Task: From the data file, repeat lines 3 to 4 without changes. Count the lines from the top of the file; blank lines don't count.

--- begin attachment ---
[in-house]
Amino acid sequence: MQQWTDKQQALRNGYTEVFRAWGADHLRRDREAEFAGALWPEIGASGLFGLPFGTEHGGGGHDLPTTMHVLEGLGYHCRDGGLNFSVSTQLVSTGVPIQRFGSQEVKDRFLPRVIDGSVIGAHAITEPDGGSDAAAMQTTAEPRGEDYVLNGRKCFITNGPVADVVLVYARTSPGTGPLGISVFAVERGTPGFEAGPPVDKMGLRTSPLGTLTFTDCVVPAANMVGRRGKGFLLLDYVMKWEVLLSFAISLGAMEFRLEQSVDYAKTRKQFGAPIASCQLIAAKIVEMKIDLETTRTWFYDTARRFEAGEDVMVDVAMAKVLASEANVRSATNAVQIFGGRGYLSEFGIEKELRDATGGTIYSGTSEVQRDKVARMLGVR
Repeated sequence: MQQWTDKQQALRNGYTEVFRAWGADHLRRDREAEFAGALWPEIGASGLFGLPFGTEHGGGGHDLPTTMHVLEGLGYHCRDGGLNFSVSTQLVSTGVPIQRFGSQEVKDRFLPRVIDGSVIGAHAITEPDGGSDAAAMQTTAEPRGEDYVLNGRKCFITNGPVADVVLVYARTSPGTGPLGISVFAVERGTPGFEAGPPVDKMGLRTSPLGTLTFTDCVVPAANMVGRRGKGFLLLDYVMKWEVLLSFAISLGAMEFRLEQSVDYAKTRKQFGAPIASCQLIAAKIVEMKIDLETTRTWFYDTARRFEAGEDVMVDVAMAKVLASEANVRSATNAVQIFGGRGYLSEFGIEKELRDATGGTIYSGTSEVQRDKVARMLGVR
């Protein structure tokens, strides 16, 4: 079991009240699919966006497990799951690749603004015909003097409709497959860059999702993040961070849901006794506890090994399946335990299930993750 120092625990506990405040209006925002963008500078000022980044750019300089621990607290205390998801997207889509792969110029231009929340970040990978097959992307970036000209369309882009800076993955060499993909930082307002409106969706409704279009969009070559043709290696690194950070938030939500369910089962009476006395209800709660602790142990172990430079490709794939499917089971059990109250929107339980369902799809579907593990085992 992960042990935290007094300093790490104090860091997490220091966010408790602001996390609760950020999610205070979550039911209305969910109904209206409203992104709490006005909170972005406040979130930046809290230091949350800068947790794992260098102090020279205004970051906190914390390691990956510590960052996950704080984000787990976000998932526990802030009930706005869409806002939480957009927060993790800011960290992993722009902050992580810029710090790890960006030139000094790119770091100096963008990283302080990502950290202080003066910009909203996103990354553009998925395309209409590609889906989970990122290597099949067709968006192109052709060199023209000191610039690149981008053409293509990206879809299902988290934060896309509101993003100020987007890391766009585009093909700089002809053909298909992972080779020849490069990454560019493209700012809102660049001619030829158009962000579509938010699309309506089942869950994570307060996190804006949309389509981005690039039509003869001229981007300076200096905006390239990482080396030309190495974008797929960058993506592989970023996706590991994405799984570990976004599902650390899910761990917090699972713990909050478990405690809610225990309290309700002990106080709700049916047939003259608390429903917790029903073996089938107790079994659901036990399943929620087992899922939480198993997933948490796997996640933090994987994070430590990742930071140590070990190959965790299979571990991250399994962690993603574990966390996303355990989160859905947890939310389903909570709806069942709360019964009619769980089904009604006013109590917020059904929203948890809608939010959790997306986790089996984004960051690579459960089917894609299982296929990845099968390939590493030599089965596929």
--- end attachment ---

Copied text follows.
Repeated sequence: MQQWTDKQQALRNGYTEVFRAWGADHLRRDREAEFAGALWPEIGASGLFGLPFGTEHGGGGHDLPTTMHVLEGLGYHCRDGGLNFSVSTQLVSTGVPIQRFGSQEVKDRFLPRVIDGSVIGAHAITEPDGGSDAAAMQTTAEPRGEDYVLNGRKCFITNGPVADVVLVYARTSPGTGPLGISVFAVERGTPGFEAGPPVDKMGLRTSPLGTLTFTDCVVPAANMVGRRGKGFLLLDYVMKWEVLLSFAISLGAMEFRLEQSVDYAKTRKQFGAPIASCQLIAAKIVEMKIDLETTRTWFYDTARRFEAGEDVMVDVAMAKVLASEANVRSATNAVQIFGGRGYLSEFGIEKELRDATGGTIYSGTSEVQRDKVARMLGVR
């Protein structure tokens, strides 16, 4: 079991009240699919966006497990799951690749603004015909003097409709497959860059999702993040961070849901006794506890090994399946335990299930993750 120092625990506990405040209006925002963008500078000022980044750019300089621990607290205390998801997207889509792969110029231009929340970040990978097959992307970036000209369309882009800076993955060499993909930082307002409106969706409704279009969009070559043709290696690194950070938030939500369910089962009476006395209800709660602790142990172990430079490709794939499917089971059990109250929107339980369902799809579907593990085992 992960042990935290007094300093790490104090860091997490220091966010408790602001996390609760950020999610205070979550039911209305969910109904209206409203992104709490006005909170972005406040979130930046809290230091949350800068947790794992260098102090020279205004970051906190914390390691990956510590960052996950704080984000787990976000998932526990802030009930706005869409806002939480957009927060993790800011960290992993722009902050992580810029710090790890960006030139000094790119770091100096963008990283302080990502950290202080003066910009909203996103990354553009998925395309209409590609889906989970990122290597099949067709968006192109052709060199023209000191610039690149981008053409293509990206879809299902988290934060896309509101993003100020987007890391766009585009093909700089002809053909298909992972080779020849490069990454560019493209700012809102660049001619030829158009962000579509938010699309309506089942869950994570307060996190804006949309389509981005690039039509003869001229981007300076200096905006390239990482080396030309190495974008797929960058993506592989970023996706590991994405799984570990976004599902650390899910761990917090699972713990909050478990405690809610225990309290309700002990106080709700049916047939003259608390429903917790029903073996089938107790079994659901036990399943929620087992899922939480198993997933948490796997996640933090994987994070430590990742930071140590070990190959965790299979571990991250399994962690993603574990966390996303355990989160859905947890939310389903909570709806069942709360019964009619769980089904009604006013109590917020059904929203948890809608939010959790997306986790089996984004960051690579459960089917894609299982296929990845099968390939590493030599089965596929």